The process of law making involves a rigid set of stages, starting with the 'origins of a bill'. This 'bill' (as it is known before becoming a 'law') may have originated from the party's manifesto that won them the election, or it may be a proposed bill written by the government when actually in power. It may instead be a law that the civil service now wants to implement.
This 'bill' is drafted up. Civil servants will do this, and the prime minister will be kept informed of progress wherever necessary. Once this has been done, the parliamentary draftsmen will put the bill into correct legal language.
The government business managers then decide whether the bill is introduced into the House of Commons, or the House of Lords. The former is the more likely route, but in both cases it is a five stage process.
It runs as follows. The first reading is just a formality, where the bill is read out. The second reading involves a debate to see if the bill is actually a good idea or not. At the committee stage, in the House of Commons, the bill goes to a Public Bill Committee that involves 16 - 50 MPs who know about the subject matter. Detailed consideration is given to the bill. If the bill was introduced into the House of Lords instead, the whole house would probably sit at the committee and make amendments to the bill together. At the report stage, the committee chairman reports the bill, and further amendments to it would be made. The third reading (final stage) is merely a formality, where very few changes would take place.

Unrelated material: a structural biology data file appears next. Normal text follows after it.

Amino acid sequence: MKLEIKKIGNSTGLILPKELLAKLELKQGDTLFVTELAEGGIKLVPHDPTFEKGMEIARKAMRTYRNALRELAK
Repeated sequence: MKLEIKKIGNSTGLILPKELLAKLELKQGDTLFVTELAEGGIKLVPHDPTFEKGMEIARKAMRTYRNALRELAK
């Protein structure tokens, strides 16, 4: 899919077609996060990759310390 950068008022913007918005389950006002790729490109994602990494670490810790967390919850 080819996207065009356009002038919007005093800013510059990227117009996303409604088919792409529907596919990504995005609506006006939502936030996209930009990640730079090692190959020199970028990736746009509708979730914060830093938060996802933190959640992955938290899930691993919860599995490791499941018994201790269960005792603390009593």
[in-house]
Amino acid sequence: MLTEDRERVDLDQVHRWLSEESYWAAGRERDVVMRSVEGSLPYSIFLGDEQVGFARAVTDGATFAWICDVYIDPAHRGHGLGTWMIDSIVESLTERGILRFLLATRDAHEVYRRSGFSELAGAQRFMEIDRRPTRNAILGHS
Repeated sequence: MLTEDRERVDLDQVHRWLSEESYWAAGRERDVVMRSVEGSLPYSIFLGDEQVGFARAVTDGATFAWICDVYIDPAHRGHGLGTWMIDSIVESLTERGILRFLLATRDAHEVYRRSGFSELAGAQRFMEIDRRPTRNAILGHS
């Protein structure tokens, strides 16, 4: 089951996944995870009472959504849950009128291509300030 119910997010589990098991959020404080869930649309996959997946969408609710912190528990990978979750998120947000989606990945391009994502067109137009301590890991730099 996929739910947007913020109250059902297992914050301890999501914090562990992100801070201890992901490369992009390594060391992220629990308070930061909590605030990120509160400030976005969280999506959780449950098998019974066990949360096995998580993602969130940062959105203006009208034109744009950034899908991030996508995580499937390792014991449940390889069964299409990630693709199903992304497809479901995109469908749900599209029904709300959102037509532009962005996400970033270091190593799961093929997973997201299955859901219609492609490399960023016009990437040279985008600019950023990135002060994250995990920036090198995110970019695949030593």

As some bills are passed through the House of Commons, and others are passed through the House of Lords, both houses have to agree on the wording of the bill. This is achieved through a process called the Exchange of Messages. Exchanges of ideas between the two houses may happen many times, known as ping ponging, until an agreement is reached. But if the House of Commons refuses to accept the House of Lords version (agreed by a voting system), the House of Lords will be asked to accept the House of Commons version. If it does not accept, then the House of Commons may bypass the House of Lords by using the Parliament Acts 1911 and 1949.
All bills then require approval from the monarch. This final stage is known as the royal assent. Here, the bill can become an act and then pass into law.